You need to surround yourself with people who know things. And be very open to listening. Don’t be arrogant and egotistical about it to the point that you don’t listen to peoples’ input. Don’t try to make all the decisions yourself. Actually try to elicit help. That’s how you can get to those bigger budgets.
What I’ve done is I’ve taken on a partner to share the load as I’ve gotten older. I pick really, really ambitious people and very talented people. I don’t look at it as an ego thing where I have to be the one that gets all the credit for the design of the movie. It allows someone else to take on real responsibilities with me.
AS: Dennis Gassner discussed how he does yoga and meditates to be physically and mentally ready for the job. Do you ever think about that side of it?
RC: All the time. As you get older you have to pay attention to that otherwise you just won’t be able to get up in the morning and do it at all. The work has not been local in the last twenty years so there’s a lot of flying around, whether it’s London or New Zealand or New York or Richmond, Virginia. Since I have a family I like to come back as much as I can. That has worn on me quite a bit. Especially this last year when I was on the production part of Star Wars IX.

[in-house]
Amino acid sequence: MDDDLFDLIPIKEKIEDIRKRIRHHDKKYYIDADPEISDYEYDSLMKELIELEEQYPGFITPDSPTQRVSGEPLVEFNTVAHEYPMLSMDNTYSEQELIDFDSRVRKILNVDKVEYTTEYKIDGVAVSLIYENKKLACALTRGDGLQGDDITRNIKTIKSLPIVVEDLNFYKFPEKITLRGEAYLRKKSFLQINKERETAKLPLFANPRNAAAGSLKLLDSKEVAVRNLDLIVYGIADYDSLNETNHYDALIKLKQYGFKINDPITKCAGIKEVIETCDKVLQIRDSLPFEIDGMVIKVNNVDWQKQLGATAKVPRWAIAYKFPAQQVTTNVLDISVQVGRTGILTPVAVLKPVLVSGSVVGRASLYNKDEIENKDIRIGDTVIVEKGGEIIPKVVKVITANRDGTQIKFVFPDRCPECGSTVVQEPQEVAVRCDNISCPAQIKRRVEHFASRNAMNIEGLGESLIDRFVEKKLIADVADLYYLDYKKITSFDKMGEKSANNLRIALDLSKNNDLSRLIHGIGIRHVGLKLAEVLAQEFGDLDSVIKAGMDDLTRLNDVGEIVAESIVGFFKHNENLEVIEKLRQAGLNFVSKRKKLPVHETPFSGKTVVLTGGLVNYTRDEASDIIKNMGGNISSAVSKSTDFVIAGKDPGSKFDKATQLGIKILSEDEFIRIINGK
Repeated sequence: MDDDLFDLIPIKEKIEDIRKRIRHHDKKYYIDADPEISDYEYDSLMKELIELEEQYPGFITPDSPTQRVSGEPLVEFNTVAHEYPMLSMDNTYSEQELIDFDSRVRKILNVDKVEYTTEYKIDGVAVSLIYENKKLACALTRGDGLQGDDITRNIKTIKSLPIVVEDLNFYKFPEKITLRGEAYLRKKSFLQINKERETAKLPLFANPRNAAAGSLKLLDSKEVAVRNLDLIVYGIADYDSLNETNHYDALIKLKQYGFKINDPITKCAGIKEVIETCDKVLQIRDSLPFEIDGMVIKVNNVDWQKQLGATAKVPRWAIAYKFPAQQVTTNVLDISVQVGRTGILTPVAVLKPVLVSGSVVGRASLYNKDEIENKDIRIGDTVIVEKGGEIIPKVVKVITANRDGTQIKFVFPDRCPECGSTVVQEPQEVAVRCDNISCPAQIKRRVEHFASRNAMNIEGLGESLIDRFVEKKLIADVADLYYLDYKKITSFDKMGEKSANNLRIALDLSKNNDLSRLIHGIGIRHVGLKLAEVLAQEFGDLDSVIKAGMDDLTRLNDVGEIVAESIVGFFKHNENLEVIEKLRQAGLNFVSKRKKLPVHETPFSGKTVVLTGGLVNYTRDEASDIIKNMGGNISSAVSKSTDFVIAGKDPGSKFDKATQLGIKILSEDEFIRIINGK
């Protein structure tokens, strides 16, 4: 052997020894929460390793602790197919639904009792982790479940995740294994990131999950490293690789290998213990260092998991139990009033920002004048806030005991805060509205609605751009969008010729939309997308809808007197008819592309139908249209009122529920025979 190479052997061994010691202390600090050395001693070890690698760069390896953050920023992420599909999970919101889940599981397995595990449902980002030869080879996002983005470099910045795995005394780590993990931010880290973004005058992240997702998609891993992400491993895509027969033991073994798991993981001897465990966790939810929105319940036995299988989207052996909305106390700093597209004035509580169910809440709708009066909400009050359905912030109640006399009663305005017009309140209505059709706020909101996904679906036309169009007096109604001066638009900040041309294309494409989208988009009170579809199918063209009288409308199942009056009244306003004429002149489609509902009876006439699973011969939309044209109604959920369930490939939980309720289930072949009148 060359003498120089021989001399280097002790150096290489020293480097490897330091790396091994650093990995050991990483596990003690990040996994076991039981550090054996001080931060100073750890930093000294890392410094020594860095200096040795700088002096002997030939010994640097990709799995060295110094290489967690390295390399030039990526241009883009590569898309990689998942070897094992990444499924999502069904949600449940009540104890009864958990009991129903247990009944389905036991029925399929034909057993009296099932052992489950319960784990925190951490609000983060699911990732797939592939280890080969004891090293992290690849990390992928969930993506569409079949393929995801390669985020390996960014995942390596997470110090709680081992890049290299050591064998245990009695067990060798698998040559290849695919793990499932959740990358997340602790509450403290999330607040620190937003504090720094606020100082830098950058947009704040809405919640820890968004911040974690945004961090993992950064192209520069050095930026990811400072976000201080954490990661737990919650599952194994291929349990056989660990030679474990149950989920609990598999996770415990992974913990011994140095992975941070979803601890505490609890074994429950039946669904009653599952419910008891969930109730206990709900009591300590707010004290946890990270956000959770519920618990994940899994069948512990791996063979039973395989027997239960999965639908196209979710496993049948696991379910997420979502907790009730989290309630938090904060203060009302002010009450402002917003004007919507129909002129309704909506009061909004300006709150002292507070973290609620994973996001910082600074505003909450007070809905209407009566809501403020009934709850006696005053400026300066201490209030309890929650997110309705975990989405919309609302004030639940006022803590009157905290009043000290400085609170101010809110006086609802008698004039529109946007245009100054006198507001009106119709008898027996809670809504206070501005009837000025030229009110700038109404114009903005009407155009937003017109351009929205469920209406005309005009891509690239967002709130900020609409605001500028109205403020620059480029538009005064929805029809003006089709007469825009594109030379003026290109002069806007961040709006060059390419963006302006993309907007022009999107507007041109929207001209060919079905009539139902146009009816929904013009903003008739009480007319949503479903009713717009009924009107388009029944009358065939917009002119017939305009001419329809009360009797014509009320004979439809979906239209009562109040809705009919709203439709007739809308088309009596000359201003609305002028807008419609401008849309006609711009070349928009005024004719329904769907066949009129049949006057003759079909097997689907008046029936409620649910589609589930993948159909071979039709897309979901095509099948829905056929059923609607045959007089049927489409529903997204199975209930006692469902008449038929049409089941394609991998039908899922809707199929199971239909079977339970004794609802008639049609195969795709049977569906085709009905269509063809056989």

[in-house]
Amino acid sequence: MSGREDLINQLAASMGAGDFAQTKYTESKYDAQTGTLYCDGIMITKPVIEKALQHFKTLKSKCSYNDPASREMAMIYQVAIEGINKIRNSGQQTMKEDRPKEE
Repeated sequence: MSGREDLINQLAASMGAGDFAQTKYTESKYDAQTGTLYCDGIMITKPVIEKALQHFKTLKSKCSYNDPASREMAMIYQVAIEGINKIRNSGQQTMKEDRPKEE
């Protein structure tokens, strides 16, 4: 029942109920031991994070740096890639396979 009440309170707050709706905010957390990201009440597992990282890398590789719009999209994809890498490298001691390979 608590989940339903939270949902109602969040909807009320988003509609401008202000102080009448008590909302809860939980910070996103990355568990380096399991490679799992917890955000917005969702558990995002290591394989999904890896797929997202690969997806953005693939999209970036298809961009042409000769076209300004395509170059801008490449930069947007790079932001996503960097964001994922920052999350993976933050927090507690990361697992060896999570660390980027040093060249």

But I try to be mindful of it. I try to get enough sleep. And walk and get some exercise. Being ready for the production and how much it takes out of you is a big part of it. You’ve encountered it in many of your interviews, like talking with Jack Fisk and all those places that he’s been and how physical it is when he makes movies. Even if you’re doing it more digitally like Robert Stromberg, it’s still going to be very stressful.
So how you manage stress is important, whether you have some form of a meditation practice or something that you do on your own, whether it’s your family or your own art. I paint on my own as an artist. I still do all the faces that I’ve done my entire life. While I’m doing my left eye production design, the more external, I’ll call it pop art, I’ll also do the more personal, right eye, introspective painting on my own in my own studio.
I also try to bring that deeper level to the movies that I work on, especially in my collaborations with the directors. I try to go as deep as I can in understanding what it is they’re after. Not just emotionally but even spiritually. I don’t mean only a specific religion like Eywa in Avatar, but usually there’s a core something there, like the Force in Star Wars. Steven looks at the Force as being, literally, intuition. So he draws very much upon his intuition in any given moment as something he can trust, rather than to overintellectualize choices. And Bob Zemeckis is so expansive in his thinking that he just delights in where the brain can go. It becomes a kind of a mental play. That helps me stay healthy mentally through the arduous journey that every movie is.